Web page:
Food Space: cooking studio and organic grocery in Tai Po has put down roots fast

PUBLISHED : Friday, 06 March, 2015, 6:09am
UPDATED : Friday, 06 March, 2015, 6:09am

Food Space is an interloper in the line of stalls selling daily necessities at Tai Po's Tai Yuen market. With a focus on healthy eating, the shop, private kitchen and cooking demonstration venture is the brainchild of two long-time F&B professionals, Frenchman Thierry Lanoe and Argentinian Francisco Barria.

A gleaming stainless steel kitchen is fronted by shelves of mainly organic food from five continents. Biscuits and honey-flavoured gingerbread, cereals and flour, gluten- and dairy-free items jostle for space with pulses and spices, diabetic jams, fruit juices and organic snacks and top-of-the-range kitchen appliances. Daily cooking demonstrations with free tastings draw a growing number of people from nearby residential blocks and further.

Health-conscious residents of Hong Lok Yuen have discovered Food Space and its potential as a venue for private dining and special events. Ana Shu, for instance, took advantage of the presence of David Jean Marteau, an award-winning visiting French-Canadian chef from Shanghai, to invite 14 family members for a Lunar New Year dinner.

"I was not sure how it would turn out, so I experimented on my family. Hong Kong has so many private kitchens, and most of them are very similar. I am happy to have found something different."

Innovative promotion is the key to success. Products are displayed so they provoke questions from browsers, says Barria, who is fluent in Putonghua and picking up colloquial Cantonese.

We really enjoy the way we have been almost adopted by other market vendors
Francisco Barria, Food Space

"The experience of a product is all-important, tastings are essential.

"We enjoy the way we have been almost adopted by other market vendors, many of whom have become our customers and, in many cases, our advisers. They help us a lot. When we recently introduced dairy-free ice cream, Happy Cow, we tried out samples on our neighbours. We expected chocolate and green tea to be the most popular flavours. But it turned out that spiced 'chai' [Indian tea] won top votes."

Food Space had a rocky start. Opening just before Christmas, only a fraction of the planned stock had arrived. Even worse, the French chef recruited for the venture backed out. Fortunately, Lanoe has a wide network of professional contacts around the region. A new team member from the Philippines will arrive soon to conduct cooking classes for Filipino domestic helpers as well as cook for private diners. Between them, Lanoe and Barria have maintained the daily schedule of food shows, a part of their tenancy agreement.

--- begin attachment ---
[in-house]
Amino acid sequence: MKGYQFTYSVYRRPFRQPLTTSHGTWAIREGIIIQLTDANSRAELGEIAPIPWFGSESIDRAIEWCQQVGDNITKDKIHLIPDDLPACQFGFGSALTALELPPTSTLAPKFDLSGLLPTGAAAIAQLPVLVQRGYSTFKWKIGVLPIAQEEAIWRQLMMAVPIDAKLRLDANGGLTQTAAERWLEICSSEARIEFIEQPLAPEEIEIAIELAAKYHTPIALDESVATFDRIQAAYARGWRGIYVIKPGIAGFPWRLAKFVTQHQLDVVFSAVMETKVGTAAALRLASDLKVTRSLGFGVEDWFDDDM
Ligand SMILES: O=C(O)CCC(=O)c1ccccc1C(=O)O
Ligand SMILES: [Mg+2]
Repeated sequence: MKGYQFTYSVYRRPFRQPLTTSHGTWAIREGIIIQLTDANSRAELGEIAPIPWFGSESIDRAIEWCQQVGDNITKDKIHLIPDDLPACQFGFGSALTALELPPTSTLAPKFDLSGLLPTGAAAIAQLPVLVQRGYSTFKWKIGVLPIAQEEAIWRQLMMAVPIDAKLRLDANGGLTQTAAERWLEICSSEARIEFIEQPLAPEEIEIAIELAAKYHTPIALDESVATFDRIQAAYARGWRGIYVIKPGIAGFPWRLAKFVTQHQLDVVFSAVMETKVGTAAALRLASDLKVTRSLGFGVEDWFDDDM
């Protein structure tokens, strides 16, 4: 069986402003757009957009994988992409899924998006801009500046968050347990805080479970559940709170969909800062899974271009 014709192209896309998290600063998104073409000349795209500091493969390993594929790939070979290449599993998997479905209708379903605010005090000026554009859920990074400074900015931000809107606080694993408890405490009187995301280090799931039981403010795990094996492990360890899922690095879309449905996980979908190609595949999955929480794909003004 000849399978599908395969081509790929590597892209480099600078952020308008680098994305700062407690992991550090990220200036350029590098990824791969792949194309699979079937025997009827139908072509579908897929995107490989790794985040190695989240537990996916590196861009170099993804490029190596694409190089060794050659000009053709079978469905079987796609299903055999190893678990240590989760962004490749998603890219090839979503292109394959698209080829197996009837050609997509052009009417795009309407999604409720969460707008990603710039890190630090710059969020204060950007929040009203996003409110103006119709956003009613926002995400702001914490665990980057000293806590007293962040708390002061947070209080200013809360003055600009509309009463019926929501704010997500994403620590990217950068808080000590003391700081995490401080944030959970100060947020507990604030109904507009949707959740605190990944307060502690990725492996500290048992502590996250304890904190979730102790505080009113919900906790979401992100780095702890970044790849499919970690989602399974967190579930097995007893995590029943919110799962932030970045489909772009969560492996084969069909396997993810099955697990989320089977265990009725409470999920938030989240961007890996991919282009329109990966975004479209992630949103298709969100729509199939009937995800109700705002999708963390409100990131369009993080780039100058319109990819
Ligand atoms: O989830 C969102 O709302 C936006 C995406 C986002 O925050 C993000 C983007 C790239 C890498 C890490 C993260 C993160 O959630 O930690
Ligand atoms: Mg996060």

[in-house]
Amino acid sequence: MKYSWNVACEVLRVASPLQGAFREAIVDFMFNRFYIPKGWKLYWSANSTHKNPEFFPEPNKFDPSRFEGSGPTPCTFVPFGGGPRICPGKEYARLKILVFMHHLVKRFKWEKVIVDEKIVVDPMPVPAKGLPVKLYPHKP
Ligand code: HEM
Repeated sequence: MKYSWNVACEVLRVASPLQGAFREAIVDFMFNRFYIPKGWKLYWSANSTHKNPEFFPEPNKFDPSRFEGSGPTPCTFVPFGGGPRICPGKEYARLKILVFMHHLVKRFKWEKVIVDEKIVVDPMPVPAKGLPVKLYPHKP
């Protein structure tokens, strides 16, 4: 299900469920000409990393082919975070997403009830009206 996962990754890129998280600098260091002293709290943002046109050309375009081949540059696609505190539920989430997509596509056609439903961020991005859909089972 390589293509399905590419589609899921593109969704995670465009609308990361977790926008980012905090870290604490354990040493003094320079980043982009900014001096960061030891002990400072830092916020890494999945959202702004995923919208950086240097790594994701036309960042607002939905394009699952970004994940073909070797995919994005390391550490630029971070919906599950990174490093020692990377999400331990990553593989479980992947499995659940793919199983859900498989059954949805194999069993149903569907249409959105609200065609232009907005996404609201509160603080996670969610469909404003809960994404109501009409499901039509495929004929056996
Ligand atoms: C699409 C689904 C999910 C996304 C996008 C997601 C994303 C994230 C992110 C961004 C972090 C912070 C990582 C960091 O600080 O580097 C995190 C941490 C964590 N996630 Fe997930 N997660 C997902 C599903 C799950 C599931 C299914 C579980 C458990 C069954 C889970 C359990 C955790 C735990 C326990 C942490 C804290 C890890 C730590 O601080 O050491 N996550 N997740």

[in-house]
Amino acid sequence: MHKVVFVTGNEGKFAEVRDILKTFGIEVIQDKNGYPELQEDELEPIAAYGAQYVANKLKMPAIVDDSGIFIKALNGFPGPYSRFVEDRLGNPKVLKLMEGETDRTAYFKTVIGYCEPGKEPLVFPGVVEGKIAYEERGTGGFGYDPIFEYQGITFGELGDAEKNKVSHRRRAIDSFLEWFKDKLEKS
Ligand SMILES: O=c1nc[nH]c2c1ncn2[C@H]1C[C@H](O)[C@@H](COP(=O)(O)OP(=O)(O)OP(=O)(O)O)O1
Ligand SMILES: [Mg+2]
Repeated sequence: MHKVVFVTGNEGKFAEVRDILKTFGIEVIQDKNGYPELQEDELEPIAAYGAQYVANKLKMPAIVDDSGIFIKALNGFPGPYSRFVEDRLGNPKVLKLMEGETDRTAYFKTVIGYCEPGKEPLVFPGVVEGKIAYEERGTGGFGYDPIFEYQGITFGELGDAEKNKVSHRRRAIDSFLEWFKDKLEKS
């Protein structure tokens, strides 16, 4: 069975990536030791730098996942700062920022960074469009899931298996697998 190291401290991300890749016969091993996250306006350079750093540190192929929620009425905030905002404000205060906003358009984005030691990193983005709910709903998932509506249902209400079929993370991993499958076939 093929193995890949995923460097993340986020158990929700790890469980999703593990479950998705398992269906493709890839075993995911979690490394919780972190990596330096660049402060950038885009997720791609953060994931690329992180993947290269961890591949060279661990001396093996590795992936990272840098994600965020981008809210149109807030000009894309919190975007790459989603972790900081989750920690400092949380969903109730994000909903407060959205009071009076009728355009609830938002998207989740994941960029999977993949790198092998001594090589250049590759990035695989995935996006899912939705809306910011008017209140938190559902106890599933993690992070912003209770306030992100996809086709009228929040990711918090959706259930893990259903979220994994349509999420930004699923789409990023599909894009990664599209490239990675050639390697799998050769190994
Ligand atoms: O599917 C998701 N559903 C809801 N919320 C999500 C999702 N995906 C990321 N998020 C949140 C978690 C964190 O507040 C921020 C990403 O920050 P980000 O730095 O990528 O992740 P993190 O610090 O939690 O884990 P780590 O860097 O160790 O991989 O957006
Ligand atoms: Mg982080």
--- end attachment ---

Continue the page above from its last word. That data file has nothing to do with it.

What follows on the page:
Most of their stock has since arrived, including organic wines. A delivery service for online shoppers will start soon and further plans include lunch box classes.

Many elderly Tai Po residents drop in for a chat while their children are working and their grandchildren are at school. A recovering cancer patient, who wishes to remain anonymous, has cultivated an interest in healthy eating since becoming ill. He has become Food Space's unofficial ambassador, visiting daily to chat with window shoppers about the products he has tried and encouraging them to experiment. He recently bought a juicer and requested a full demonstration before taking it home.

A casual conversation that the founders had with sisters Heidi and Angel Leung has turned into a mutually beneficial collaboration. The Leungs ran a small restaurant near Tai Po until they fell victim to rising rents and switched to private catering. Shopping in the market one day, they got talking to Lanoe and Barria. "I soon realised we are all on the same wavelength," says Heidi Leung.

The sisters now conduct regular cooking classes at Food Space and cook private dinners there once a week.